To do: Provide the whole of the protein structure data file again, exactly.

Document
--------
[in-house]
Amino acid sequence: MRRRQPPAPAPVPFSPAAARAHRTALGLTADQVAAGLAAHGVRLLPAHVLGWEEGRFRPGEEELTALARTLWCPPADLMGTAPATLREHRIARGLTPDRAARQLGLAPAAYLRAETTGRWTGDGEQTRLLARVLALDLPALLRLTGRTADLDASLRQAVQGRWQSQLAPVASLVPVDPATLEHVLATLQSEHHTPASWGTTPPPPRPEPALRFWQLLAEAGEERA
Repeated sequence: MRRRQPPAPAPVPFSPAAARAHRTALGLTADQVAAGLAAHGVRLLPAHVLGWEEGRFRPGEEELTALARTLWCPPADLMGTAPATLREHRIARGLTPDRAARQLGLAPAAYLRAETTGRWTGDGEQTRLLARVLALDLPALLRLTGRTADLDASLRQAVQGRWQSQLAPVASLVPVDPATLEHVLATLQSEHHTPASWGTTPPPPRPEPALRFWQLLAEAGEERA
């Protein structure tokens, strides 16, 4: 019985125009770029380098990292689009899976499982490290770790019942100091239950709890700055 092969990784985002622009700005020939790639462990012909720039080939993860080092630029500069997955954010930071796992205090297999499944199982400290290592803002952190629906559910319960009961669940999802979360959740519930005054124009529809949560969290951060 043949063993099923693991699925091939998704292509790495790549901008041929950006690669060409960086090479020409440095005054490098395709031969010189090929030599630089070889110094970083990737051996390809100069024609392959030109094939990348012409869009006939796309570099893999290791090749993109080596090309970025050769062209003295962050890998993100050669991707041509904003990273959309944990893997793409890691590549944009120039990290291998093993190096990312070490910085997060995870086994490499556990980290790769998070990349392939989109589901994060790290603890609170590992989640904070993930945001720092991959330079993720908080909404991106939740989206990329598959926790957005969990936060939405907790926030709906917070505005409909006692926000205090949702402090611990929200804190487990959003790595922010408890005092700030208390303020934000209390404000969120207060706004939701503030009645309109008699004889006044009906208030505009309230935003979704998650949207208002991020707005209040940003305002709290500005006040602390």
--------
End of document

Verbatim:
[in-house]
Amino acid sequence: MRRRQPPAPAPVPFSPAAARAHRTALGLTADQVAAGLAAHGVRLLPAHVLGWEEGRFRPGEEELTALARTLWCPPADLMGTAPATLREHRIARGLTPDRAARQLGLAPAAYLRAETTGRWTGDGEQTRLLARVLALDLPALLRLTGRTADLDASLRQAVQGRWQSQLAPVASLVPVDPATLEHVLATLQSEHHTPASWGTTPPPPRPEPALRFWQLLAEAGEERA
Repeated sequence: MRRRQPPAPAPVPFSPAAARAHRTALGLTADQVAAGLAAHGVRLLPAHVLGWEEGRFRPGEEELTALARTLWCPPADLMGTAPATLREHRIARGLTPDRAARQLGLAPAAYLRAETTGRWTGDGEQTRLLARVLALDLPALLRLTGRTADLDASLRQAVQGRWQSQLAPVASLVPVDPATLEHVLATLQSEHHTPASWGTTPPPPRPEPALRFWQLLAEAGEERA
């Protein structure tokens, strides 16, 4: 019985125009770029380098990292689009899976499982490290770790019942100091239950709890700055 092969990784985002622009700005020939790639462990012909720039080939993860080092630029500069997955954010930071796992205090297999499944199982400290290592803002952190629906559910319960009961669940999802979360959740519930005054124009529809949560969290951060 043949063993099923693991699925091939998704292509790495790549901008041929950006690669060409960086090479020409440095005054490098395709031969010189090929030599630089070889110094970083990737051996390809100069024609392959030109094939990348012409869009006939796309570099893999290791090749993109080596090309970025050769062209003295962050890998993100050669991707041509904003990273959309944990893997793409890691590549944009120039990290291998093993190096990312070490910085997060995870086994490499556990980290790769998070990349392939989109589901994060790290603890609170590992989640904070993930945001720092991959330079993720908080909404991106939740989206990329598959926790957005969990936060939405907790926030709906917070505005409909006692926000205090949702402090611990929200804190487990959003790595922010408890005092700030208390303020934000209390404000969120207060706004939701503030009645309109008699004889006044009906208030505009309230935003979704998650949207208002991020707005209040940003305002709290500005006040602390």